- If President Donald Trump is successful in his mission to divert $3.6 billion from military construction projects to U.S.-Mexico border wall construction under a national emergency declaration, the move could chip away at the projected revenue of big contractors like Fluor Corp., McCarthy Building Cos. and Clark Construction Group, according to a report from Bloomberg Government.
- The president’s request represents more than a third of the $9.2. billion the Department of Defense spent on construction in 2018. That included $782 million in contract obligations to Fluor, $277 million to Clark, $236 million to Clark McCarthy Healthcare Partners, $231 million to RQ Construction and $181 million to Weston Solutions Holdings.
- Earlier this month, the DOD released a list of the $12.8 billion worth of projects that could potentially lose funding if the administration uses military construction funds for wall construction. The DOD’s accompanying report said that only those projects with award dates of after Sept. 30, 2020, are at risk of being canceled and that if its fiscal year 2020 budget request goes through on the recommended timetable, all of the projects on the list will move forward.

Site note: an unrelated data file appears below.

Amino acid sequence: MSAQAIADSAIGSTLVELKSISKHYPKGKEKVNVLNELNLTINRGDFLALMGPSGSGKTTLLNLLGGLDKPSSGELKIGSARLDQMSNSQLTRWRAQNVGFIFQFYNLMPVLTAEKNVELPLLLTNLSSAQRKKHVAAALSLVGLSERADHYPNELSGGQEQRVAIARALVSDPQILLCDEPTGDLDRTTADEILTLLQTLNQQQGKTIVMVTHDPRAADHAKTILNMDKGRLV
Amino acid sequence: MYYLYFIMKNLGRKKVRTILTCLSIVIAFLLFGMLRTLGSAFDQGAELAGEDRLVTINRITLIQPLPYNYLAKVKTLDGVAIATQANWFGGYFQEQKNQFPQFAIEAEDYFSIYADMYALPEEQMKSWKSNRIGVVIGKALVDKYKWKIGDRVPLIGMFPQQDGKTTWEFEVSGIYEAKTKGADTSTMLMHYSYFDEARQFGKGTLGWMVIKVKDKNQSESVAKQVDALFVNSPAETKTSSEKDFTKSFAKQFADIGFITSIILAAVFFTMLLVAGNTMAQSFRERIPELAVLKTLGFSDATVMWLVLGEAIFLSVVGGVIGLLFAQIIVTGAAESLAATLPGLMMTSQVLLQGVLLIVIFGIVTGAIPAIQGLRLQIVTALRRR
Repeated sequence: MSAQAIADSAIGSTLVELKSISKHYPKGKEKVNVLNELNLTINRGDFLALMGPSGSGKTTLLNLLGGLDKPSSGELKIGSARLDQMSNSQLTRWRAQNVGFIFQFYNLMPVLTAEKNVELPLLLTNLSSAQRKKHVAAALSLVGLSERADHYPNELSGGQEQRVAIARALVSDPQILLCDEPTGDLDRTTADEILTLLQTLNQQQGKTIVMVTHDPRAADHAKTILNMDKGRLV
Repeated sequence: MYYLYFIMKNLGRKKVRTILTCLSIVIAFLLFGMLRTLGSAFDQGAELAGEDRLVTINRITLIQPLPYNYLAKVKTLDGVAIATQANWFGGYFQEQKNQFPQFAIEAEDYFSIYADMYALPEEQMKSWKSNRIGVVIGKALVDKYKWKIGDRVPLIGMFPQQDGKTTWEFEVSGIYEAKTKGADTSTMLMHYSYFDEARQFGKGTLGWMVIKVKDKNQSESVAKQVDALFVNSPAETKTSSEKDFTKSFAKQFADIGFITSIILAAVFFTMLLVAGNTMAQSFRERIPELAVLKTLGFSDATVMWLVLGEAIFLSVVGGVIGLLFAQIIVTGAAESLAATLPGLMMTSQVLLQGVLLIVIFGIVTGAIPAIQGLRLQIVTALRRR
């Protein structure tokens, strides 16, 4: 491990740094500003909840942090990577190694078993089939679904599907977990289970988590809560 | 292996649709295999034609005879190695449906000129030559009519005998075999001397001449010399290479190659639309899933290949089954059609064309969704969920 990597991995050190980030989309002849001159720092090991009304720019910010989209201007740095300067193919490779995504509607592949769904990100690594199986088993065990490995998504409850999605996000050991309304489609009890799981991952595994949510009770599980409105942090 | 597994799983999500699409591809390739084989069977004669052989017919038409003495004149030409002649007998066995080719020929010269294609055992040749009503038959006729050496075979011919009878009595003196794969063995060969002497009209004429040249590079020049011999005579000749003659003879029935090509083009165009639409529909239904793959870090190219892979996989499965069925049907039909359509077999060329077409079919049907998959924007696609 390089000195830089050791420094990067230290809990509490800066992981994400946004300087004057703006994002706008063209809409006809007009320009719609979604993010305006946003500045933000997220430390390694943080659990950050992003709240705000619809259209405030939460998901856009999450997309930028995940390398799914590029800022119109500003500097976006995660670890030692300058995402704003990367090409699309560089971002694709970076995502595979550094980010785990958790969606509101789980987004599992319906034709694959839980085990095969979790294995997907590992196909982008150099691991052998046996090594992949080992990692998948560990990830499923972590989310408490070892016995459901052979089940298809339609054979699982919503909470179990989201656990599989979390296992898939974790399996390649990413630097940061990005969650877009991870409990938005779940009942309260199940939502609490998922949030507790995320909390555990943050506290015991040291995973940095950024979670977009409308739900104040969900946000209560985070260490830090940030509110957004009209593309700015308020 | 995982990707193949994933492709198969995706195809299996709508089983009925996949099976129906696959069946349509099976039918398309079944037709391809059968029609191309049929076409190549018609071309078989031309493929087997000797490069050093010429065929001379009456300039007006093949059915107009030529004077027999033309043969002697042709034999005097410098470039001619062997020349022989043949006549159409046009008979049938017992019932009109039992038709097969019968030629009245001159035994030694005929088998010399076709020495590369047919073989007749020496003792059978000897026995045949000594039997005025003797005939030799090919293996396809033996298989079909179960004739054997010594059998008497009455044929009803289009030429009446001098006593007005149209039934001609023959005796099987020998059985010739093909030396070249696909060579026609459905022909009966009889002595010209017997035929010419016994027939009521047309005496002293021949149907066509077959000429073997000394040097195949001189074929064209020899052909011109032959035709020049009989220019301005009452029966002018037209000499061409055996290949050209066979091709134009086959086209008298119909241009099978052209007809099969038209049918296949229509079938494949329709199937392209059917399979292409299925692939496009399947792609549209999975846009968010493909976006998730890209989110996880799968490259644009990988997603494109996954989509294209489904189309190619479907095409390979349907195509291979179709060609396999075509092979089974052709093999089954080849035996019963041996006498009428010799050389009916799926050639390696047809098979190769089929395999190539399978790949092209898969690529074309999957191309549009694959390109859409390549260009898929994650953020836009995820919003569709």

Fluor spokesman Brian Mershon told Construction Dive that the company expected the emergency declaration to have little to no impact on its business.
Based on 2017 revenue, Fluor was at the top of Building Design + Construction’s 2018 list of military contractors and construction managers with $931 million. They were followed by Gilbane Building Co. ($336.5 million), Hensel Phelps ($324.6 million), Clark ($281 million), The Weitz Company ($206 million), The Walsh Group ($191 million) and Lendlease ($176.6 million).
The White House could tap into more than $6.7 billion through the declaration between the Defense Department and other sources, as well as $5 billion in Department of Homeland Security funds requested in his 2020 budget proposal. This would add to the $1.4 billion Congress gave Trump for border fencing in the February spending bill. The latter amount cannot go toward construction of new wall prototype, but funding Trump could gain under an emergency declaration would reportedly allow completion of new and replacement barriers for 722 miles of the border.